One of the chapters in the book is on how a blind man got his sight back relying on the Feldenkrais method. I’ve made a few efforts in the past to get my sight back to 20/20, but didn’t see a lot of progress so I stopped doing the exercies. I’ve bathed my eyes by staring at the sun with my eyes closed, I’ve rotated them clockwise and counterclockwise, but the Feldenkrais contribution I read about added something new that I think is key. Doing this exercise for a couple of days noticeably strengthened my peripheral vision. Having better peripheral vision is a huge confidence booster. I even did the grocery shopping without once putting on my specs!

Plastic versus concrete

I have swiped another excellent post from today’s Beyond Meds in order to make a schizophrenia related point. That point is about how psychiatry tries to scare us (patients/families) into medication compliance by telling us that “untreated” schizophrenia, meaning in pharma-speak, pharma treated mental illness, leads to brain damage. Never mind the fact that there is no sign of brain damage in the untreated schizophrenic brain on the autopsy table, as psychiatrist Thomas Szasz insists there should be in order to show damage.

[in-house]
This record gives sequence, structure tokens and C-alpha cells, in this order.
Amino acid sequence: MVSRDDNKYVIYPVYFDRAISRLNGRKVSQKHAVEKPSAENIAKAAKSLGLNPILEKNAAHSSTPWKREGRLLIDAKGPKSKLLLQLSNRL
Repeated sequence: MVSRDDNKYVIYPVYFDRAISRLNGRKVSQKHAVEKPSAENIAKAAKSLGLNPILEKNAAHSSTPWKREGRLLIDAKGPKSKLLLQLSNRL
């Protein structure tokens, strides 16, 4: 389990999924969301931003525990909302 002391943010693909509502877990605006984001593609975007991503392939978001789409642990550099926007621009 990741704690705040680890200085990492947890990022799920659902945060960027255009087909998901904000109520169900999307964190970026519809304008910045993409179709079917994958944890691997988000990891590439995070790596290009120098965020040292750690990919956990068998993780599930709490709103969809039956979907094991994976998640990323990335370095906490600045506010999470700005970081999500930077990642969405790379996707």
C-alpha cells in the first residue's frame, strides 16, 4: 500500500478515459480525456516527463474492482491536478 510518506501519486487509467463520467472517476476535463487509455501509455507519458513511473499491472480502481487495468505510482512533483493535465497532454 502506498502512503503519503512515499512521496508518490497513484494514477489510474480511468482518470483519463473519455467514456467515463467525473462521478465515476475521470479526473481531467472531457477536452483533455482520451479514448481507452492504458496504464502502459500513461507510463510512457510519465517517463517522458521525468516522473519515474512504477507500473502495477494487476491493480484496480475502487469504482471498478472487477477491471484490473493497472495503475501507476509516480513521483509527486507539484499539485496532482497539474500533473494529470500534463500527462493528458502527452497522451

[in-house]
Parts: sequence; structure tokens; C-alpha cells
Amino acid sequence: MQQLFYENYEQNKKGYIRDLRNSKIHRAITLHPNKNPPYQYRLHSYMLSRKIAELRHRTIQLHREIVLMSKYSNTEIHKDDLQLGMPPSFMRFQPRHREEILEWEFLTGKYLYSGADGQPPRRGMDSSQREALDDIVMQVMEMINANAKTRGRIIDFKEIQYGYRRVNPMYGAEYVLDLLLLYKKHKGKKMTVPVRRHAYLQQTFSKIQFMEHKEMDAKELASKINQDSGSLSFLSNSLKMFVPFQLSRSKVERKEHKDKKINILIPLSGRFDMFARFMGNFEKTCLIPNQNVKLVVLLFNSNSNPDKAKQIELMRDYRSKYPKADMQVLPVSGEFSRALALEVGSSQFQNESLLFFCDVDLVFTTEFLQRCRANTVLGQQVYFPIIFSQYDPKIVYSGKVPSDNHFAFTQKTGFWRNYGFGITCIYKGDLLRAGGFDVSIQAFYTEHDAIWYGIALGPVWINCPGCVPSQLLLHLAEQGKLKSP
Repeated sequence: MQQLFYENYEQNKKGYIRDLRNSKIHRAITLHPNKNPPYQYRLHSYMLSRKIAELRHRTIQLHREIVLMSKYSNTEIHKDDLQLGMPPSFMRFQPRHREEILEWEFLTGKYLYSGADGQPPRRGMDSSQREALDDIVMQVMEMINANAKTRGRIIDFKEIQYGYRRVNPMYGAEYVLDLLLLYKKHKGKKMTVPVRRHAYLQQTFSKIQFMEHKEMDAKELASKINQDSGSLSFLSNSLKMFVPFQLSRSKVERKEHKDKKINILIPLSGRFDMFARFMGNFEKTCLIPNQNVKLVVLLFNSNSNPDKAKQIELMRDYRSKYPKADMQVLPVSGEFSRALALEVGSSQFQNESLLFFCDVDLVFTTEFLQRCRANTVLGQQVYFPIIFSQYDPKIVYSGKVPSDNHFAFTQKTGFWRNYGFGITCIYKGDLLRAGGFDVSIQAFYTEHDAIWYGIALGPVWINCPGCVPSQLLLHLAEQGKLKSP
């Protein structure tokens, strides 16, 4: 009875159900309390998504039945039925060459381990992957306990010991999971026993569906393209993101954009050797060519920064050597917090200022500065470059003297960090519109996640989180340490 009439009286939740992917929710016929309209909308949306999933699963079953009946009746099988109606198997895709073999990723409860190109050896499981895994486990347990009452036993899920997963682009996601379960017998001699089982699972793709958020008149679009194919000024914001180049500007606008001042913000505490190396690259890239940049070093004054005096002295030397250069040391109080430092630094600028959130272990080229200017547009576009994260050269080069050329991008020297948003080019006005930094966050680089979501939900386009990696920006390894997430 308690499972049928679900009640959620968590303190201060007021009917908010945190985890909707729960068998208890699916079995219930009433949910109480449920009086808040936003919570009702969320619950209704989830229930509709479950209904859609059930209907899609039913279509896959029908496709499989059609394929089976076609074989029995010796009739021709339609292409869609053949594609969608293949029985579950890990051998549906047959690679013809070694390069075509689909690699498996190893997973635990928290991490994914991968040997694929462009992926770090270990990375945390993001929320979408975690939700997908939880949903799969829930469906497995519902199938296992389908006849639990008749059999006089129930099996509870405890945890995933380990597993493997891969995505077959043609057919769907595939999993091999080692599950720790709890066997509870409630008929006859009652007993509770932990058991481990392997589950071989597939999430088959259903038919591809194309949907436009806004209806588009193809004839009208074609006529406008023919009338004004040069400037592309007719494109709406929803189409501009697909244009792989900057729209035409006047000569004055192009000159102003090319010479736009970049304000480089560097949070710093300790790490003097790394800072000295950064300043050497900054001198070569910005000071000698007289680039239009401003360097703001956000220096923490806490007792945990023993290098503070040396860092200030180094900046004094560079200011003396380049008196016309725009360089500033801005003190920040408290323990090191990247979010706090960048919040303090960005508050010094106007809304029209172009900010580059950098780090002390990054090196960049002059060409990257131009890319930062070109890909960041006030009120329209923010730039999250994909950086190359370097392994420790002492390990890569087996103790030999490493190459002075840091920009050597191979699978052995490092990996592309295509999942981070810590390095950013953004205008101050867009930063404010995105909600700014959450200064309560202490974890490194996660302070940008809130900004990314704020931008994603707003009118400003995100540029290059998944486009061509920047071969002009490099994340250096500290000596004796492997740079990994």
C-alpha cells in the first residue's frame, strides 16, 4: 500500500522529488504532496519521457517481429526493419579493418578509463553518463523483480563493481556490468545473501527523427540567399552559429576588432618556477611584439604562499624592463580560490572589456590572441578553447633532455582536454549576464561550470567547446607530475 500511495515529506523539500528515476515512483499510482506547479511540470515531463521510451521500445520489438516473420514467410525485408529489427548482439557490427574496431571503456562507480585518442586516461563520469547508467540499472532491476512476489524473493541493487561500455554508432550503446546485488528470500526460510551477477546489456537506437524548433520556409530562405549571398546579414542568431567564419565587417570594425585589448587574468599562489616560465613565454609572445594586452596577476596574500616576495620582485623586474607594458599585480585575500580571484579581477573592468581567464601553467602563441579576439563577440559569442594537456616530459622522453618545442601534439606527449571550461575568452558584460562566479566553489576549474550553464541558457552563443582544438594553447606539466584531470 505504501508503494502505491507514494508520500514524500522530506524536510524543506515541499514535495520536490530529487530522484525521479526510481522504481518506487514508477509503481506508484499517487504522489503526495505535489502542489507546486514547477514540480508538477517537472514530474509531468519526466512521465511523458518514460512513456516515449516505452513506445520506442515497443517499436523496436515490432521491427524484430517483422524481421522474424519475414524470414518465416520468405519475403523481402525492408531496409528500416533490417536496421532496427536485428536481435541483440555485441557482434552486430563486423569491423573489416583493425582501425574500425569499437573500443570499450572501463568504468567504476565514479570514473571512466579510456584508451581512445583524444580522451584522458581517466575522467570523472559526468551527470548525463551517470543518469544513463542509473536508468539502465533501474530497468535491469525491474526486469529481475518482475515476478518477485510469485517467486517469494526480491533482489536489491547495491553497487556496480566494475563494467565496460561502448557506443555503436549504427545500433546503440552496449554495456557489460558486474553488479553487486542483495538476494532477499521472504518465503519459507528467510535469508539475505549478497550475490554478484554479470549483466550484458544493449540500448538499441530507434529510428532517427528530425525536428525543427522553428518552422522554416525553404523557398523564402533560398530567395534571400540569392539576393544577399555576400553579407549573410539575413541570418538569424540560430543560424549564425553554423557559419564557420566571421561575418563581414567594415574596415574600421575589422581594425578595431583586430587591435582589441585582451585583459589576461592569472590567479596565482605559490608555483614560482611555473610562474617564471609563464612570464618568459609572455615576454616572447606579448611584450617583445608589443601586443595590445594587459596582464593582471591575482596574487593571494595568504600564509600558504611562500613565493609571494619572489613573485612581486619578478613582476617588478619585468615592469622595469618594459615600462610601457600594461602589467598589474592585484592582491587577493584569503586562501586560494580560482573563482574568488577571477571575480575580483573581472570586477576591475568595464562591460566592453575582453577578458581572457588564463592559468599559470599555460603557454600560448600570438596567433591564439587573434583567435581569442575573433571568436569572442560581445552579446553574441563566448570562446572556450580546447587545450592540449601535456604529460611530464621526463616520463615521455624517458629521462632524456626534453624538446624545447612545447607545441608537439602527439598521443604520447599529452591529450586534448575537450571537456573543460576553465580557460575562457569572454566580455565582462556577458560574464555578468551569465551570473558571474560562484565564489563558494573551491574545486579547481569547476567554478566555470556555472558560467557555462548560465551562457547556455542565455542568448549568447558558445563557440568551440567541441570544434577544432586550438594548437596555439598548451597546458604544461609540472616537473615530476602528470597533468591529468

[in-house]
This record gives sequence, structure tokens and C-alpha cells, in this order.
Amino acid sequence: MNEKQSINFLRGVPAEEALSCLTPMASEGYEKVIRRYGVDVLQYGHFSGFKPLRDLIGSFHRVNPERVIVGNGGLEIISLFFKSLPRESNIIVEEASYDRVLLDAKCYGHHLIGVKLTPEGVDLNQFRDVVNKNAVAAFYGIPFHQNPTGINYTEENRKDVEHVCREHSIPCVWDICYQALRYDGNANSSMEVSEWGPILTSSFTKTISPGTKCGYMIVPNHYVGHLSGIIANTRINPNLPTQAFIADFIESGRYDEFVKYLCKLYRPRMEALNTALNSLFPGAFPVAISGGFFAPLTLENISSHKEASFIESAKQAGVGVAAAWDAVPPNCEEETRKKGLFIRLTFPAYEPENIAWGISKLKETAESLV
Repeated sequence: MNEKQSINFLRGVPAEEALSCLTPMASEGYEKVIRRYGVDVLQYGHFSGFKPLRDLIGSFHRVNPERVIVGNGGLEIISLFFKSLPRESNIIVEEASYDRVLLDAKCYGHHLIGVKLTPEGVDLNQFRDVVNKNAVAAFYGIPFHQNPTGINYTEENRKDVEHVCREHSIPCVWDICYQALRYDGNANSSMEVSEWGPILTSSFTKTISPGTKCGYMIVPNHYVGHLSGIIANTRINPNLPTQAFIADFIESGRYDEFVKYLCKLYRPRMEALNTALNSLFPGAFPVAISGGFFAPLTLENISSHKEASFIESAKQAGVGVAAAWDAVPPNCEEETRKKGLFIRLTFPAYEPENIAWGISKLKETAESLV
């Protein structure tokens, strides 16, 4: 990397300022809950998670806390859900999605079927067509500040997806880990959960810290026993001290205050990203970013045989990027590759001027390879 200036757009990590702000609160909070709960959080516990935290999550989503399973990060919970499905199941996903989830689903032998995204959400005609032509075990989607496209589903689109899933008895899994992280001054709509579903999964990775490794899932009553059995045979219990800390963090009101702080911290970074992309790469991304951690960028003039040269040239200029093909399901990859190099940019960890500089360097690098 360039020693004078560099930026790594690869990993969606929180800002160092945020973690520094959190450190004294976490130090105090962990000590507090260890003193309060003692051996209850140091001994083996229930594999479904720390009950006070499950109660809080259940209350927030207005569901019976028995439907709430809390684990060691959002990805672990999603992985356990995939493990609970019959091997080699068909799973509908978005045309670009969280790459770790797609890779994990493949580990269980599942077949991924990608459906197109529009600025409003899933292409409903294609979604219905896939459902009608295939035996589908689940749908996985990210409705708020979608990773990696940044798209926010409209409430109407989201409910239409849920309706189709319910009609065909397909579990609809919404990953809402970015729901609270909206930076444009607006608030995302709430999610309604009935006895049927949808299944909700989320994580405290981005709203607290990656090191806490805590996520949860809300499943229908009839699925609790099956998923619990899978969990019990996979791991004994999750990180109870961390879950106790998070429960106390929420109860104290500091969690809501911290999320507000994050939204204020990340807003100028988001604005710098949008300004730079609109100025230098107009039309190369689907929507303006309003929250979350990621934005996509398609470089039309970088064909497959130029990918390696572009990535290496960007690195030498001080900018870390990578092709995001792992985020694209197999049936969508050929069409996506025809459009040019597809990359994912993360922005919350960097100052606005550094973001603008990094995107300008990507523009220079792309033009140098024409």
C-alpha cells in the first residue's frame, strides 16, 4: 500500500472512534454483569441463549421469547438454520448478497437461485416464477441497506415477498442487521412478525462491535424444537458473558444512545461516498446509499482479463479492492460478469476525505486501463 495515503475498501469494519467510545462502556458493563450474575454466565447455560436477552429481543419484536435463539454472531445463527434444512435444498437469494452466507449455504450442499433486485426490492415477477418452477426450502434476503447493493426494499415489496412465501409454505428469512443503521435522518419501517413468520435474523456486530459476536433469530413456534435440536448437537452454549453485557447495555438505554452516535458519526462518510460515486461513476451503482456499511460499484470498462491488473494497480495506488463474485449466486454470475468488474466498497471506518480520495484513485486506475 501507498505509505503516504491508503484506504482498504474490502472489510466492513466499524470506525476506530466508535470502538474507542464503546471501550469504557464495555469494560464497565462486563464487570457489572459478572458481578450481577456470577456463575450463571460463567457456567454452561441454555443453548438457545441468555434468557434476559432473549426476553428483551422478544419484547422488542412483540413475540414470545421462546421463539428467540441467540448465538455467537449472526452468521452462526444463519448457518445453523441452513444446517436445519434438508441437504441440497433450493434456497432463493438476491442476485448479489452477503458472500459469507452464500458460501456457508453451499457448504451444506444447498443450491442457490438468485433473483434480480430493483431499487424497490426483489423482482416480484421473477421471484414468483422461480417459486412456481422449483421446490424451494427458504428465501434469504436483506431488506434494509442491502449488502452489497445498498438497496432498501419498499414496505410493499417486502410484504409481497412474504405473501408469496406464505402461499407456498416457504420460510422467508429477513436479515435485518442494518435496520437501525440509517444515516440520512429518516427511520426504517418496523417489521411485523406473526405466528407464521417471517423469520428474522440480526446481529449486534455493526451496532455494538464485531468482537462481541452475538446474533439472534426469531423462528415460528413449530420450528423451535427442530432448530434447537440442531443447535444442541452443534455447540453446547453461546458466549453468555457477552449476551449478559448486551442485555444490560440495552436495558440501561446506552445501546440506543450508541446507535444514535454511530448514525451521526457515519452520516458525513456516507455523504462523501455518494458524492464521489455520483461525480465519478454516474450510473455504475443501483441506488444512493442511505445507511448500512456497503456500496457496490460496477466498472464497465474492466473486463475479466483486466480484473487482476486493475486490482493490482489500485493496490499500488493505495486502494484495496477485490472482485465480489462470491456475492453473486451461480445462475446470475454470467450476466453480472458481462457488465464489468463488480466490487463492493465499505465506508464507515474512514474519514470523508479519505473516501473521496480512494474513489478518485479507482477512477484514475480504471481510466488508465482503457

Beyond Meds guest blogger Alto Strata, in her blog post entitled Neuropsychiatry: Same baloney, different sandwich, writes

And there has to be some stick to use to drive them to drugs, so psychiatry has enthusiastically taken up the cudgel of depression as progressive brain damage.

The progressive brain damage trope doesn’t fly — clearly many people recover from “depression” and other mood disorders without drugs and seem to be as good as anyone else.

It is an absurdity and an offense to humanity to argue, for example, that 2 weeks of grieving, which can be diagnosed as major depression, becomes brain damage if allowed to continue longer. In general, the brains of “depressed” people, even ridden with all those diseased circuits, work fine. Many are even intellectual leaders and creative geniuses.